Direct route more appealing

Many contractors may use recruitment agencies to find work, but most would prefer to be contracting directly with clients or...

Many contractors may use recruitment agencies to find work, but most would prefer to be contracting directly with clients or looking for assignments via an internet job site, according to a recent survey by Contractor UK.

The on-line study, carried out in association with contractor consultancy eVirtualCompany, and PricewaterhouseCoopers, recently polled 420 IT contractors on their attitudes towards finding work and selecting recruitment agencies.

The research found that while 64 per cent of respondents currently use agencies to source assignments, only 18 per cent want to continue doing so. Rather the survey claims that many respondents (67 per cent) would prefer to adopt a direct approach when looking for future work, followed by the use of internet job sites (52 per cent), and word-of-mouth from fellow contractors (44 per cent).

According to Robert Godlonton, managing director of eVirtualCompany, the findings confirm an "overriding trend" seen among IT contractors recently, of moving away from the agency way of working, for reasons such as the perceived impact of agency margins on /rates received.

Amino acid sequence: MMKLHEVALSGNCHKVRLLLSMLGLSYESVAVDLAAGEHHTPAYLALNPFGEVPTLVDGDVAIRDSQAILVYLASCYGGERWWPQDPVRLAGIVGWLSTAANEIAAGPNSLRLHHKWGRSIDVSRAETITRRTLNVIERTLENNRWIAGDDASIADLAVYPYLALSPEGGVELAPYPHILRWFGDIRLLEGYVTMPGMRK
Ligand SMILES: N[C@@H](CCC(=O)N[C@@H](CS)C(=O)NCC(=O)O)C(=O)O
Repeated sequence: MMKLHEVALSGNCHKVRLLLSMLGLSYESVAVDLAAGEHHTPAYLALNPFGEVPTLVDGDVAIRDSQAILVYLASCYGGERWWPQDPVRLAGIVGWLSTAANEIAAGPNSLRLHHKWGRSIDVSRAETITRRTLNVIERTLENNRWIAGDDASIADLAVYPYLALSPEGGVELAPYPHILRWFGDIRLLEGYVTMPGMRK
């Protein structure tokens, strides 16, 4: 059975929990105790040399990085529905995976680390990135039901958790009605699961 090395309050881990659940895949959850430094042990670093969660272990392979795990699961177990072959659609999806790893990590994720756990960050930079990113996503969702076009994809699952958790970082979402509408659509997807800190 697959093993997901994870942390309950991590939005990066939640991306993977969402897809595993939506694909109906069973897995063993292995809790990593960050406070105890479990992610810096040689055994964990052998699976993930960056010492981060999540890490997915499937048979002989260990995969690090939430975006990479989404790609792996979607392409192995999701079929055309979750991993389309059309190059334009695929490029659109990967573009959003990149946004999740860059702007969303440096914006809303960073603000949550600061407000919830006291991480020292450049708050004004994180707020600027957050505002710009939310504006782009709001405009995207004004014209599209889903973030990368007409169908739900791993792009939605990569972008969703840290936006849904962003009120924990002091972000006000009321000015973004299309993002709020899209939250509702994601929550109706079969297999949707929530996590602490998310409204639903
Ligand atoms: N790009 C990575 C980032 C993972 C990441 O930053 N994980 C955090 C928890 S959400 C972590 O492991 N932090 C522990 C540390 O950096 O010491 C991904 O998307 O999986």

Despite this however, agencies still hold an appeal. When asked what factors tie them to recruitment consultancies, respondents listed earning potential, availability of jobs and agency commission as the most important. Non-financial factors included timely and accurate administration, IR35 compliance and the agency's client base. However, financial planning, including tax and accountancy advice, was rated by just 9 per cent of those questioned. "With the end of the tax year looming, it is worrisome that so few contractors consider tax and accountancy advice to be of importance," comments Godlonton. "This confirms our view that the majority of contractors have not taken appropriate action regarding IR35, and could risk huge penalties in April."

This was last published in March 2001

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